The 1950s was the beginning of 1950s men‘s fashion, from dressing to hairstyles to persona. The advent of the Rock and Roll lifestyle brought about a major shift in the way to a lot of individuals, particularly men’s behaviors of different ages.
Rock and Roll, the Golden Age of Television, and the growth of Jazz music all came together to make the 1950s one of the most eventful decades for men. The major influences of fashion and hairstyle during this decade were: Elvis Presley, James Dean, Frank Sinatra, Marlon Brando, and Cary Grant.
History of Greaser Hairstyle for Men
The 1950s fashion set itself apart as the decade for a transformation in men’s hairstyles and one major transformation was the Greaser style and subculture.
This hairstyle was particularly influenced by Elvis Presley, Marlon Brando, Gene Vincent, and many others. The name greaser came as a result of the number of events in history that lead to men sporting a specific style.
This style became popular with a lot of motorcycle gangs and was eventually referred to as Bad Boy fashion or Rockability fashion. The Greaser hairstyle had to be held together with a lot of pomades, sometimes wax, and if you’ve seen any of the movies, constant combing.
Although the style died down towards the 60s, it has forever remained a timeless fashion that continues to make waves. From the 70s and 80s, the trend was back in style.
There were a variety of blends to the Greaser style. There were styles like:
- Greaser Slick Back
This style was easily created by combing the entire hair from front to back, including the back, and then it was held together with pomade.
This style is very retro. It made use of pomade and a styling comb to produce a perfect-looking hairdo with waves.
- Slick Back
This is a sophisticated greaser style that has a high volume in the front and utilizes less pomade than other greaser styles.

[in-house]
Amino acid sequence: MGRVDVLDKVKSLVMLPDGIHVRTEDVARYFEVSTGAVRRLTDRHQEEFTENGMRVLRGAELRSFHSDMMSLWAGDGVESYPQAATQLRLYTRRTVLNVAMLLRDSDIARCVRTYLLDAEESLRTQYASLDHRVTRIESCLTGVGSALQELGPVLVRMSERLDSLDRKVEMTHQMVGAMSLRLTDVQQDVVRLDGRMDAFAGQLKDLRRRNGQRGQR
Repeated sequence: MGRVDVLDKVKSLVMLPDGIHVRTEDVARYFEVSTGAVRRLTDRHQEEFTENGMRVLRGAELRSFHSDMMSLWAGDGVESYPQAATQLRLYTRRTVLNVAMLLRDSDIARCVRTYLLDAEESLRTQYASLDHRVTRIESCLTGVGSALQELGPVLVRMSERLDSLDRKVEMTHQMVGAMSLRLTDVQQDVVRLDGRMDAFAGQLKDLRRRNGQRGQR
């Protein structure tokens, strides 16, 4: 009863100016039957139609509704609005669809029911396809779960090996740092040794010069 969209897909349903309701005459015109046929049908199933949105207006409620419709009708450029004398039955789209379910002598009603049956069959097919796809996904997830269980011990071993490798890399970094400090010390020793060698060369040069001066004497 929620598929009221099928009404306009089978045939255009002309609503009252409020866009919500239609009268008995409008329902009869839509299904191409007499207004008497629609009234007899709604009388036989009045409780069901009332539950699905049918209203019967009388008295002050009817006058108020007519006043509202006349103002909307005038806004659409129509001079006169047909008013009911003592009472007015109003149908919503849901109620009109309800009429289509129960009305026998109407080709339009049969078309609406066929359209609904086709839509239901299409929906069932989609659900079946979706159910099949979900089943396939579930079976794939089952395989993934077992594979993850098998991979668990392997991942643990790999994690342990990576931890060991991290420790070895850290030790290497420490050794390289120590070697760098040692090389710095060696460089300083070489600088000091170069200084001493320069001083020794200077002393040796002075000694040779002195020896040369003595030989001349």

This is a neat style that has been in existence for years. It has a high front and a smooth look, indicating a man who doesn’t like hair to be out of place.
This hairstyle came in different variations. One style involved combing the hair forward and flipping it forward and then backward to create a puff in front.
The second variation of this style involved creating a part by the side and then combing the front sideways and backward, and finally flipping the edges.
- Conservative style
This style was popular with older men. They cut their hair short and combed it from front to back, or sometimes they made it apart by the side and combed the hair from one side to another. Although pomade wasn’t necessary to achieve this look, it is still applied as that’s the major aspect of a greaser hairstyle.
This style was created by parting the hair to one side and combing the top of the hair to another side, while creating a curl in front and holding the two sides of the hair together at the back, like a ducktail.
Although pomade was used a lot in creating this style, in recent times, it is created by applying only a liberal amount of pomade or hair wax.
This was how Danny Zuko’s hair was made in the movie Grease of 1978, except his style had no side part. It was simply styled in 2 parts, the front curled and held together with enough pomade, while the back was held together in a ducktail.
Asides from these greaser styles that were popular, there were other styles like;
- Flat top
This style was quite iconic. The hair was combed upwards and the entire hair was cut evenly at the top, creating a flat surface. It was easily achieved with short hair.
Unlike the female fringes, male fringes were a lot shorter and stopped far above the eyebrows. They could be left curly or straight.
- Messy hair
As the name implies, this hair was messy and placed under the same category and the bad boy hairstyles. It didn’t take much effort to achieve; the hair had to just look messy.
- Side parts
These styles were easy to achieve and were a lot faster than other styles. All that had to be done was make a straight line from the side of the hair down to the center and have the sides combed down evenly. The part could either be made on the left or right, depending on preference.
- Off-center part
As the name implies, this style involved a simple part of the hair, slightly away from the center of the hair. It gives an intentional irregular look on the hair that looked appealing on some men.